Our long-advertised and mostly unwelcome weekend weather pattern is moving in.
A strong and slow-moving low pressure system brings several waves of rain this weekend. The latest model trends suggest the system may not be quite as wet as it looked a couple days ago. Still, soaking ran between 1 and 3 inches look common for the southern two-thirds of Minnesota. And temperatures will run about 15 degrees cooler than average.
Temperatures will be unseasonably cool this weekend across central Minnesota and western Wisconsin. Normally our high temperatures are around 70 degrees. However, our highs this weekend could be close to the coldest on record. #mnwx #wiwx pic.twitter.com/slWsttxKnK
— NWS Twin Cities (@NWSTwinCities) May 17, 2019
Our inbound low-pressure system tracks from Nebraska through Iowa into Wisconsin this weekend. It won’t rain all the time, but the dry hours will be punctuated by several hours of showers. Here’s NOAA’s GFS model this weekend.
The rainfall does not look quite as heavy as it did a few days ago. Still, many rain gauges across Minnesota will have multi-inch totals by Monday. Here’s the Canadian model’s rainfall output by Monday.
The risk of severe weather is not high this weekend. But a few storms could approach severe limits (58 mph winds/ 1″-diameter hail) in southern Minnesota.
Milder next week
Highs in the 50s will feel more like April this weekend. Temperatures recover next week. Another wave of showers arrives late Tuesday.
Memorial Day weekend in flux
I’m hesitant to jump on any nice weather bandwagons this spring. But most models suggest a milder and nicer Memorial Day weekend. NOAA’s temperature outlook divides Minnesota between cooler and warmer than average temperatures by next weekend.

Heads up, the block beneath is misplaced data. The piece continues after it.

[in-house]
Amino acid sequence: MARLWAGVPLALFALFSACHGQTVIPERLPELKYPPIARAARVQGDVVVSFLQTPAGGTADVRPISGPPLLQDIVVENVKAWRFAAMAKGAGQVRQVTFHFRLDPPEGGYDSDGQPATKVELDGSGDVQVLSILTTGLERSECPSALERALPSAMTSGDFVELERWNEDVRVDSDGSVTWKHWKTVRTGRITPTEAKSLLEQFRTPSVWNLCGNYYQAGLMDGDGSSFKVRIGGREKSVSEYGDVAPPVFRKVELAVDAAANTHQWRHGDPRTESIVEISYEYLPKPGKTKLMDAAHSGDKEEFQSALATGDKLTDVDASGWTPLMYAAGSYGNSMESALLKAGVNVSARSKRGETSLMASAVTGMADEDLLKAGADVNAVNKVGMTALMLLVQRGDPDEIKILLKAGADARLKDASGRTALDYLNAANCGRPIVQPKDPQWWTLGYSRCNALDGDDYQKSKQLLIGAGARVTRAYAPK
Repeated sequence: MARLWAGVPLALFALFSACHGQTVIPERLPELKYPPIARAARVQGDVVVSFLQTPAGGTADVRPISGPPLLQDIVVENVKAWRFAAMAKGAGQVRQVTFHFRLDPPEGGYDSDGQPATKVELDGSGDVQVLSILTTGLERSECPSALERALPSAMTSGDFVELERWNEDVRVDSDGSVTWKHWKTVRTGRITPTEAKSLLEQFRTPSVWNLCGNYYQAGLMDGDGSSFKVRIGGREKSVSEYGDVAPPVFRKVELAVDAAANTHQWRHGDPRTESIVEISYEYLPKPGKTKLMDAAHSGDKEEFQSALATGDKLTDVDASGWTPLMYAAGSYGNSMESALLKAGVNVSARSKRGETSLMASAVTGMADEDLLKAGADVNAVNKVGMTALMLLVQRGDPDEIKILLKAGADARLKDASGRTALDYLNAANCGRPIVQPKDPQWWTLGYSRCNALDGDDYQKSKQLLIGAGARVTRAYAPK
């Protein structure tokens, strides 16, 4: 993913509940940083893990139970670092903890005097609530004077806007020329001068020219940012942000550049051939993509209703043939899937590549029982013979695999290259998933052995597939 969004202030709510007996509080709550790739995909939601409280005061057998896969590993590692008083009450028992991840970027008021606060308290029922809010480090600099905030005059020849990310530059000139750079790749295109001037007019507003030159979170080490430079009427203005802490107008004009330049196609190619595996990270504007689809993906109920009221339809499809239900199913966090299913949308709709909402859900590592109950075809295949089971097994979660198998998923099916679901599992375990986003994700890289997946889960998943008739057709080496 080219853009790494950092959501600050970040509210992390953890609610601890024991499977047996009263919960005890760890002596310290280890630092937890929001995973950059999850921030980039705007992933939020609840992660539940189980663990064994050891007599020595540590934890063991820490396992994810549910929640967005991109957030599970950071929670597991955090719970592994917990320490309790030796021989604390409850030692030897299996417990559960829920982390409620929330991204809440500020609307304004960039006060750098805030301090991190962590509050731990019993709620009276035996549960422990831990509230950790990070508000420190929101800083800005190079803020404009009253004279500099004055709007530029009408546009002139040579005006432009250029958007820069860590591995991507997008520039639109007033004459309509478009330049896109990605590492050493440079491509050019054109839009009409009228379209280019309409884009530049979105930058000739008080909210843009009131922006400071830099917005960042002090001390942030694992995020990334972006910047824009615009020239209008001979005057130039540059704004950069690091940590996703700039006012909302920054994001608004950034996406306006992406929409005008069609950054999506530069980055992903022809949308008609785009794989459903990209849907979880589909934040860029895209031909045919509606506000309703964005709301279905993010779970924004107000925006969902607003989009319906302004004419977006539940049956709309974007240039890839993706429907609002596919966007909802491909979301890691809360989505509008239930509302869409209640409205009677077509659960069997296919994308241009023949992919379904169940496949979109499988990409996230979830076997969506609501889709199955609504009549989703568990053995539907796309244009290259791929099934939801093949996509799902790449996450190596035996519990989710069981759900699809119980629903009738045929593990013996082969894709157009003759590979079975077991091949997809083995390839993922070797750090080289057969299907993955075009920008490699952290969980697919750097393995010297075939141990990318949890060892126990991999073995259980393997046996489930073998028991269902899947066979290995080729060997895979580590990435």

How should we communicate climate changes?
I’m truly curious about your views here. Is “climate change” descriptive and urgent enough given current trends? Is “climate catastrophe” too alarmist?
Check out how the updated Guardian style guide is phrasing climate change in its reporting.
The Guardian has updated its style guide to introduce terms that more accurately describe the environmental crises facing the world.
Instead of “climate change” the preferred terms are “climate emergency, crisis or breakdown” and “global heating” is favored over “global warming,” although the original terms are not banned.
“Increasingly, climate scientists and organizations from the UN to the Met Office are changing their terminology, and using stronger language to describe the situation we’re in,” she said.
What do you think about how we should talk about climate change at MPR News?